10. Mathieu P. Abdominal obesity and the metabolic syndrome: a surgeon's perspective. Can J Cardiol. 2008;24(suppl D):19D–23D. [PMC free article] [PubMed]
11. Oda E. The metabolic syndrome as a concept of adipose tissue disease. Hypertens Res. 2008;31:1283–1291. [PubMed]
12. Solá E, Jover A, López-Ruiz A, et al. Parameters of inflammation in morbid obesity: lack of effect of moderate weight loss. Obes Surg. 2009;19:571–576. [PubMed]
13. Zuliani G, Volpato S, Galvani M, et al. Elevated C-reactive protein levels and metabolic syndrome in the elderly: the role of central obesity Data from the InChianti study. Atherosclerosis. 2009;203:626–632. [PMC free article] [PubMed]
14. Bochicchio GV, Joshi M, Bochicchio K, Nehman S, Tracy JK, Scalea TM. Impact of obesity in the critically ill trauma patient: a prospective study. J Am Coll Surg. 2006;203:533–538. [PubMed]
15. Newell MA, Bard MR, Goettler CE, et al. Body mass index and outcomes in critically injured blunt trauma patients: weighing the impact. J Am Coll Surg. 2007;204:1056–1061. [PubMed]
16. Porter SE, Graves ML, Qin Z, Russell GV. Operative experience of pelvic fractures in the obese. Obes Surg. 2008;18:702–708. [PubMed]
17. Ryb GE, Dischinger PC. Injury severity and outcome of overweight and obese patients after vehicular trauma: a Crash Injury Research and Engineering Network (CIREN) study. J Trauma. 2008;64:406–411. [PubMed]
18. Dossett LA, Heffernan D, Lightfoot M, et al. Obesity and pulmonary complications in critically injured adults. Chest. 2008;134:974–980. [PMC free article] [PubMed]
19. Viano DC, Parenteau CS, Edwards ML. Crash injury risks for obese occupants using a matched-pair analysis. Traffic Inj Prev. 2008;9:59–64. [PubMed]
20. Zarzaur BL, Marshall SW. Motor vehicle crashes obesity and seat belt use: a deadly combination? J Trauma. 2008;64:412–419. [PubMed]
21. Choban PS, Weireter LJ, Jr, Maynes C. Obesity and increased mortality in blunt trauma. J Trauma. 1991;31:1253–1257. [PubMed]
22. Boulanger BR, Milzman D, Mitchell K, Rodriquez A. Body habitus as a predictor of injury pattern after blunt trauma. J Trauma. 1992;33:228–232. [PubMed]
23. Sifri ZC, Kim H, Lavery R, Mohr A, Livingston DH. The impact of obesity on the outcome of emergency intubation in trauma patients. J Trauma. 2008;65:396–400. [PubMed]
24. Diaz JJ, Jr, Norris PR, Collier BR, et al. Morbid obesity is not a risk factor for mortality in critically ill trauma patients. J Trauma. 2009;66:226–231. [PubMed]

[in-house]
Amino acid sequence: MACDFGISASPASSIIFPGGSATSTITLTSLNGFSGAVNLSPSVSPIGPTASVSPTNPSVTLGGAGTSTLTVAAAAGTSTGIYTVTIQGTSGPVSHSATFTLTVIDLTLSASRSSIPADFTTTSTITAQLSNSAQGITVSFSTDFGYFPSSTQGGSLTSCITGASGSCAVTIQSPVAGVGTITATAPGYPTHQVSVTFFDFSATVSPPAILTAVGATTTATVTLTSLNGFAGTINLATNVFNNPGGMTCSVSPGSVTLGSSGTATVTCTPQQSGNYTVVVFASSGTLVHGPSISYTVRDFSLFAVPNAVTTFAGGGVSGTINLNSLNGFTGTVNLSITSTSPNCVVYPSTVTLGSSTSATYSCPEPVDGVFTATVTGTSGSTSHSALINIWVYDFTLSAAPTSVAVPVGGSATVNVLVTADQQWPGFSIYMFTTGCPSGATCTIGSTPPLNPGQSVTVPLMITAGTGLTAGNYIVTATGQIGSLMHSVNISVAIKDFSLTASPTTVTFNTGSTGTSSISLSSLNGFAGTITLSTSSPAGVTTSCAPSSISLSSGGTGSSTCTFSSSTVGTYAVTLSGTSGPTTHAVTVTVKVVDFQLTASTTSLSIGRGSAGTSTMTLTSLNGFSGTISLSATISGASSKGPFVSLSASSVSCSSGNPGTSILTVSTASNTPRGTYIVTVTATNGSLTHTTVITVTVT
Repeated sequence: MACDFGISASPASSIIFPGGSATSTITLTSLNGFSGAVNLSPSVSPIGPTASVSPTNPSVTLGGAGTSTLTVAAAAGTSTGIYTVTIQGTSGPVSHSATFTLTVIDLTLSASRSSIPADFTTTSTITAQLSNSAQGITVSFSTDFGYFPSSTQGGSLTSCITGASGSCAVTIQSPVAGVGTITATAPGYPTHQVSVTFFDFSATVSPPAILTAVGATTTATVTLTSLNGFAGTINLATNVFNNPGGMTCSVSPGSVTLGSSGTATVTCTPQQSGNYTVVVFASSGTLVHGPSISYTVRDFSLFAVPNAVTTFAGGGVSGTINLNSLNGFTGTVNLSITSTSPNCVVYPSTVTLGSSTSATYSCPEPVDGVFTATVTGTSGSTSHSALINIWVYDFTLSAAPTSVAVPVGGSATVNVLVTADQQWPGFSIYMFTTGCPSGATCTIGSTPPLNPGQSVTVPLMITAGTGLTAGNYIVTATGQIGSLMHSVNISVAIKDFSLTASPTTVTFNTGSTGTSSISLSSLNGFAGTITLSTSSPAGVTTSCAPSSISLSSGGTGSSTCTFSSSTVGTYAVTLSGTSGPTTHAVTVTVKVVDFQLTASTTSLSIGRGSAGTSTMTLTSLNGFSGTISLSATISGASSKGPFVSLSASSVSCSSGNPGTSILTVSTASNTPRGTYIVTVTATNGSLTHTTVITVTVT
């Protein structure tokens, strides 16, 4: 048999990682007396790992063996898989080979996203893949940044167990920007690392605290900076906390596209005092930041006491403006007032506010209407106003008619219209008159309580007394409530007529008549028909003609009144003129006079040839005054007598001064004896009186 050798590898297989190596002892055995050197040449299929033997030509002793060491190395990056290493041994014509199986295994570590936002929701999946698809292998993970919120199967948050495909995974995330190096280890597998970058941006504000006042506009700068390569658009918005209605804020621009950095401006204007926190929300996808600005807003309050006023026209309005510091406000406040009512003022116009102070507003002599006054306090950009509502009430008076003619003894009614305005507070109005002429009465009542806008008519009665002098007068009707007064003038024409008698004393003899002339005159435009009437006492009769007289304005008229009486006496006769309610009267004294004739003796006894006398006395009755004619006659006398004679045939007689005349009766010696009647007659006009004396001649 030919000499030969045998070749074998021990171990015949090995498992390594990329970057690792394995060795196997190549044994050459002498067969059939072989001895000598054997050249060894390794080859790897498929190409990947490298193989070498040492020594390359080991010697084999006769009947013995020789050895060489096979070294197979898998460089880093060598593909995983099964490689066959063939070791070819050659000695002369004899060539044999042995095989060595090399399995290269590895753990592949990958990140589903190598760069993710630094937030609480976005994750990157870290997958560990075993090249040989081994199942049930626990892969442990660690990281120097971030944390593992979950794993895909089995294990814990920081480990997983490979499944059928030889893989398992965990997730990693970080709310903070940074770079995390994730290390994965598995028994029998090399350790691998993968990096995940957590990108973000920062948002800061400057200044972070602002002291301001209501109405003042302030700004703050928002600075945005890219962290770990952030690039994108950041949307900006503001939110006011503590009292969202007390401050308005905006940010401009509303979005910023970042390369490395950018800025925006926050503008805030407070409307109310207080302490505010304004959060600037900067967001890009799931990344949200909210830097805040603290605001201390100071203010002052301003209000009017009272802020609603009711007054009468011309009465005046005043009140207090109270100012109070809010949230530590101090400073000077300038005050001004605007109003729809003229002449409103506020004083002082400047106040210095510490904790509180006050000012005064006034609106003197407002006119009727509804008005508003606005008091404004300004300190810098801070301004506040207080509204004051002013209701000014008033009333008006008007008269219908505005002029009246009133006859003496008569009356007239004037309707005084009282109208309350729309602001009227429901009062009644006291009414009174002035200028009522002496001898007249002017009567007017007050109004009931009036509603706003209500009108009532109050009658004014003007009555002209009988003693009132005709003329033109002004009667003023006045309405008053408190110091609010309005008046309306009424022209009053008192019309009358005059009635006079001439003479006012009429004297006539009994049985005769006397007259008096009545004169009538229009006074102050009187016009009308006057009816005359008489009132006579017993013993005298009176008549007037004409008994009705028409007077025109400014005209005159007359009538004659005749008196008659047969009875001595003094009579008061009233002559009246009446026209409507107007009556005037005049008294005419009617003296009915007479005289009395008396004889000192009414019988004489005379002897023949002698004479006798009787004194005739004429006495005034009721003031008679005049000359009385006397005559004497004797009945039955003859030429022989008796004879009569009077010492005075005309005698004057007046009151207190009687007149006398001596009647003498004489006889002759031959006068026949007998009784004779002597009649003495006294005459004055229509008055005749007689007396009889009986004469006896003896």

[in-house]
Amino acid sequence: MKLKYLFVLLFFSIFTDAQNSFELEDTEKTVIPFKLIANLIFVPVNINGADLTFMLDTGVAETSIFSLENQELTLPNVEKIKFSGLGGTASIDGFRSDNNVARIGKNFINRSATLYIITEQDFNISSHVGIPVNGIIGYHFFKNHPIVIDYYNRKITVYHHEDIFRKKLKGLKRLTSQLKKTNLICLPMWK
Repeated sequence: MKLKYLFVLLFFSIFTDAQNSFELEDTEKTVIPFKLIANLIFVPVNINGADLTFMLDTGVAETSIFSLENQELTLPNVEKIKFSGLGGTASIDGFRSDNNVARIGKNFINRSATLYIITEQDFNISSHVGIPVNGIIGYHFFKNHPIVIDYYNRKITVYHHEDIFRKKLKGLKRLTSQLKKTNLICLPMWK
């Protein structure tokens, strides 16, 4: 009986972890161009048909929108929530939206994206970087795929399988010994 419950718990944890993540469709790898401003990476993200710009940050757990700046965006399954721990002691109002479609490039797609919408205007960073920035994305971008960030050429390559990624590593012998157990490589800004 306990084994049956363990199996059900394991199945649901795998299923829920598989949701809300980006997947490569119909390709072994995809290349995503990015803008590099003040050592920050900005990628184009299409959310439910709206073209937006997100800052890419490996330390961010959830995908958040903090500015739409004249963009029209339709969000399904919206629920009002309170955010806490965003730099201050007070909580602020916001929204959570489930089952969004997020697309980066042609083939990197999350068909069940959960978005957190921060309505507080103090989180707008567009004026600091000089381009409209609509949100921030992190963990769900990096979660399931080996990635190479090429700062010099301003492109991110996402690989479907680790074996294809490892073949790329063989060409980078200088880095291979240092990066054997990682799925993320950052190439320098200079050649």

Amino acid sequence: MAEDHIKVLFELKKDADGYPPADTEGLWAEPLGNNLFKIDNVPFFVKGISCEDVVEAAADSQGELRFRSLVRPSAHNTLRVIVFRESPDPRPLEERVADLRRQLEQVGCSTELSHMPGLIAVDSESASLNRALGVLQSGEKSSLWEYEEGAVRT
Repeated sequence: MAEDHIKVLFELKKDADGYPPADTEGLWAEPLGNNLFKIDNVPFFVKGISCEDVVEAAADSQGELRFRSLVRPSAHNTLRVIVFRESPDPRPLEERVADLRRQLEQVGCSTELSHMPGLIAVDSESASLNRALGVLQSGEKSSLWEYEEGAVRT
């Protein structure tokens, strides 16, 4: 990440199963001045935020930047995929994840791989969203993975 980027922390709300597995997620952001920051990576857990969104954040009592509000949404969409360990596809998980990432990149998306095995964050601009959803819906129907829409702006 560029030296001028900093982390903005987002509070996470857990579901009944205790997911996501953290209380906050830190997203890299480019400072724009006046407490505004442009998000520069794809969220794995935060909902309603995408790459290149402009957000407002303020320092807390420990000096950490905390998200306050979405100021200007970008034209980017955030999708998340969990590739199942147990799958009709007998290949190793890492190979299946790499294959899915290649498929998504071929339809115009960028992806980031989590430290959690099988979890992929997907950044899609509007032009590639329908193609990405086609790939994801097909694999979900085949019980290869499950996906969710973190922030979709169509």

25. Dossett LA, Swenson BR, Evans HL, Bonatti H, Sawyer RG, May AK. Serum estradiol concentration as a predictor of death in critically ill and injured adults. Surg Infect (Larchmt) 2008;9:41–48. [PMC free article] [PubMed]
26. Dossett LA, Swenson BR, Heffernan D, et al. High levels of endogenous estrogens are associated with death in the critically injured adult. J Trauma. 2008;64:580–585. [PMC free article] [PubMed]
27. Shen W, Punyanitya M, Chen J, et al. Visceral adipose tissue: relationships between single slice areas at different locations and obesity-related health risks. Int J Obes (Lond) 2007;31:763–769. [PMC free article] [PubMed]
28. Ogden CL, Flegal KM, Carroll MD, Johnson CL. Prevalence and trends in overweight among US children and adolescents, 1999–2000. JAMA. 2002;288:1728–1732. [PubMed]
29. Ogden CL, Carroll MD, Curtin LR, McDowell MA, Tabak CJ, Flegal KM. Prevalence of overweight and obesity in the United States, 1999–2004. JAMA. 2006;295:1549–1555. [PubMed]
30. Ogden CL, Carroll MD, Flegal KM. High body mass index for age among US children and adolescents, 2003–2006. JAMA. 2008;299:2401–2405. [PubMed]
31. Bochicchio GV, Salzano L, Joshi M, Bochicchio K, Scalea TM. Admission preoperative glucose is predictive of morbidity and mortality in trauma patients who require immediate operative intervention. Am Surg. 2005;71:171–174. [PubMed]
32. Bochicchio GV, Joshi M, Bochicchio KM, et al. Early hyperglycemic control is important in critically injured trauma patients. J Trauma. 2007;63:1353–1358. [PubMed]
33. Collier B, Diaz J, Jr, Forbes R, et al. The impact of a normoglycemic management protocol on clinical outcomes in the trauma intensive care unit. JPEN J Parenter Enteral Nutr. 2005;29:353–358. [PubMed]
34. Toschlog EA, Newton C, Allen N, et al. Morbidity reduction in critically ill trauma patients through use of a computerized insulin infusion protocol: a preliminary study. J Trauma. 2007;62:1370–1375. [PubMed]